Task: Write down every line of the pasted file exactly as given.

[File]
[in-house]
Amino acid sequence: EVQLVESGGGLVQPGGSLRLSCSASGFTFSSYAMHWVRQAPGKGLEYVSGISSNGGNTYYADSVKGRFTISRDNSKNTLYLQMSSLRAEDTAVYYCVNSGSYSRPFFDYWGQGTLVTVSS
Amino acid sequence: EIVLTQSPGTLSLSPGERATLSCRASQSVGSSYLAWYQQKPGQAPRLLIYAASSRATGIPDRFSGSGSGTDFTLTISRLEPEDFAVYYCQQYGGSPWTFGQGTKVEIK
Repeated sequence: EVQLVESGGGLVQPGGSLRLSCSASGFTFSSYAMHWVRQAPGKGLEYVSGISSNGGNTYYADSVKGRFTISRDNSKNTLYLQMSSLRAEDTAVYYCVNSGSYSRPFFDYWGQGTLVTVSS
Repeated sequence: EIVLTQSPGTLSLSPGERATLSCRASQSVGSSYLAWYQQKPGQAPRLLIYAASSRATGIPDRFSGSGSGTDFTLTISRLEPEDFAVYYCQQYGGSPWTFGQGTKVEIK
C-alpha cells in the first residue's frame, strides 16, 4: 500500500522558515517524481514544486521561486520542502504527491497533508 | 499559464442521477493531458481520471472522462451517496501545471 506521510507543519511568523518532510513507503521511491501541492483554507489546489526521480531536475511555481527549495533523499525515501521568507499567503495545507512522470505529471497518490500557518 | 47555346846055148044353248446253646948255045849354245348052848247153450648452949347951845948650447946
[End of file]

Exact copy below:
[in-house]
Amino acid sequence: EVQLVESGGGLVQPGGSLRLSCSASGFTFSSYAMHWVRQAPGKGLEYVSGISSNGGNTYYADSVKGRFTISRDNSKNTLYLQMSSLRAEDTAVYYCVNSGSYSRPFFDYWGQGTLVTVSS
Amino acid sequence: EIVLTQSPGTLSLSPGERATLSCRASQSVGSSYLAWYQQKPGQAPRLLIYAASSRATGIPDRFSGSGSGTDFTLTISRLEPEDFAVYYCQQYGGSPWTFGQGTKVEIK
Repeated sequence: EVQLVESGGGLVQPGGSLRLSCSASGFTFSSYAMHWVRQAPGKGLEYVSGISSNGGNTYYADSVKGRFTISRDNSKNTLYLQMSSLRAEDTAVYYCVNSGSYSRPFFDYWGQGTLVTVSS
Repeated sequence: EIVLTQSPGTLSLSPGERATLSCRASQSVGSSYLAWYQQKPGQAPRLLIYAASSRATGIPDRFSGSGSGTDFTLTISRLEPEDFAVYYCQQYGGSPWTFGQGTKVEIK
C-alpha cells in the first residue's frame, strides 16, 4: 500500500522558515517524481514544486521561486520542502504527491497533508 | 499559464442521477493531458481520471472522462451517496501545471 506521510507543519511568523518532510513507503521511491501541492483554507489546489526521480531536475511555481527549495533523499525515501521568507499567503495545507512522470505529471497518490500557518 | 47555346846055148044353248446253646948255045849354245348052848247153450648452949347951845948650447946